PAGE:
Considered by many to be the great lost distillery of the Scottish Lowlands, Rosebank has a prestigious reputation among whisky connoisseurs. Located in Camelon, near Falkirk, the distillery was closed in 1993 and large sections of the original facility have now been re-developed.
It is believed there may have been illegal distillation taking place at an earlier incarnation of Rosebank distillery as early as 1773. The Stark brothers owned a distillery named Rosebank around 2 miles from the known site in Camelon but moved due to issues with water supply. The first Camelon distillery opened on the banks of the Forth & Clyde canal in 1827 but lasted only 10 years. Rosebank distillery was then officially founded in 1840 by James Rankine.
The distillery was always popular, and was such a hit with blenders that in the late 19th century sales were only available on allocation. However the Pattison Crisis caused many problems for the distillery and it struggled for several years until being taken over by SMD (which subsequently became Diageo) in 1919. This stabilised the facility and it became one of the most loved Lowland malts, particularly noted for its triple-distillation.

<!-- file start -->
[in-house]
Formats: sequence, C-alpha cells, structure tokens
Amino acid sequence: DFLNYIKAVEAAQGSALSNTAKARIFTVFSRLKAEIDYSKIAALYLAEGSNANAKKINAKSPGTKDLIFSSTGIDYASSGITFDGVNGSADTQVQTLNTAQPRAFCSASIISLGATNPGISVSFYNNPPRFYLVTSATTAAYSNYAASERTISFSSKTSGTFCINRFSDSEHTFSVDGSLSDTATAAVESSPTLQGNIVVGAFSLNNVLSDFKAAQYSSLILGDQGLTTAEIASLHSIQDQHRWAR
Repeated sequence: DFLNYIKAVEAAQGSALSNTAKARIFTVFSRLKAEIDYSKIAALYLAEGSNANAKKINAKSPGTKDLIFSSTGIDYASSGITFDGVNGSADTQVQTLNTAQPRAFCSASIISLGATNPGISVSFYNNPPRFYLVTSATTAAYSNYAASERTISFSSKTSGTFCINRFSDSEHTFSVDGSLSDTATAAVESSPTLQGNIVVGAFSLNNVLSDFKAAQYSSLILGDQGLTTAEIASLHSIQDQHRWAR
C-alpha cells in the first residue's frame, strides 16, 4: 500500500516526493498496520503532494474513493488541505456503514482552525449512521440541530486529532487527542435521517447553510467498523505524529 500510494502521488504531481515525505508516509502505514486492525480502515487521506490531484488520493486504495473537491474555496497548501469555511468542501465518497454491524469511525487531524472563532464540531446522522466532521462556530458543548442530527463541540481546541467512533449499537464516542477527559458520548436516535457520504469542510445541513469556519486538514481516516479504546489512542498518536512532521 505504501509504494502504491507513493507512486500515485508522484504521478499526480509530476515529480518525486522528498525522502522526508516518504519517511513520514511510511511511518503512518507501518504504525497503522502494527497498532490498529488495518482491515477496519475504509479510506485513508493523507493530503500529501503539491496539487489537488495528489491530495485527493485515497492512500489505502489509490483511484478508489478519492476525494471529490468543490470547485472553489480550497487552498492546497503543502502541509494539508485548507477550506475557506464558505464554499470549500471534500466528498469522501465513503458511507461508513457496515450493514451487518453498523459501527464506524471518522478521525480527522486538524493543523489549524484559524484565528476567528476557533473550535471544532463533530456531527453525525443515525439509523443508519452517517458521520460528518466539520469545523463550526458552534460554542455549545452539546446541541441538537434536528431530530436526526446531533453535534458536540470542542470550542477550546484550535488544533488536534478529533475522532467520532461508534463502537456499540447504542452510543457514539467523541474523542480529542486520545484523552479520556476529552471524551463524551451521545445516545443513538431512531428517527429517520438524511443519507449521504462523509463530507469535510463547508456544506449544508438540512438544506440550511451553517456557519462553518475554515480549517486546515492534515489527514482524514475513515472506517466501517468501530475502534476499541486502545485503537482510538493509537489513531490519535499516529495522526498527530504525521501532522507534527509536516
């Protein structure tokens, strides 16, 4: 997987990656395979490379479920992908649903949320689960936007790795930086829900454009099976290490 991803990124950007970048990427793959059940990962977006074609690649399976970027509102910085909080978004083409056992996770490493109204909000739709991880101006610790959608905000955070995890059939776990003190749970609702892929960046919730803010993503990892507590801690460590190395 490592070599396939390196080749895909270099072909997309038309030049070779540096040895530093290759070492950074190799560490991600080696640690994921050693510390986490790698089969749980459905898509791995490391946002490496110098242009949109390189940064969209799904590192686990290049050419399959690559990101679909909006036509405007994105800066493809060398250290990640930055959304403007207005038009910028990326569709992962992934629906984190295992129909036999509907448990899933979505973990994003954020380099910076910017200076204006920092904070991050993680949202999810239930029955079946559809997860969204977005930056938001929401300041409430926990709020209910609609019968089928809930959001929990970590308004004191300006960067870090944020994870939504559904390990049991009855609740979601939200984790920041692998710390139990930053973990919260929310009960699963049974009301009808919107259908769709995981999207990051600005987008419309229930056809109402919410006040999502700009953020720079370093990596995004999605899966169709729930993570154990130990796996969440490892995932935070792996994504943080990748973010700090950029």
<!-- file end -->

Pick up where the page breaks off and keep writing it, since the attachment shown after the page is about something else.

The distillery was closed in 1993; this decision is thought to have been taken mainly as a result of its relatively small capacity and inconvenient urban location. Many in the whisky community were vocally opposed to the decision.
Rosebank is to be brought back to life by Ian Macleod Distillers. The company, owner of Glengoyne and Tamdhu single malts, has reached an agreement to buy Rosebank’s Falkirk site from current owner Scottish Canals, and has separately acquired the Rosebank trademark and stocks from the distillery’s previous owner, Diageo. Up to £12m will be invested over the next few years to bring Rosebank back to production, with spirit running off the stills by 2019 at the earliest.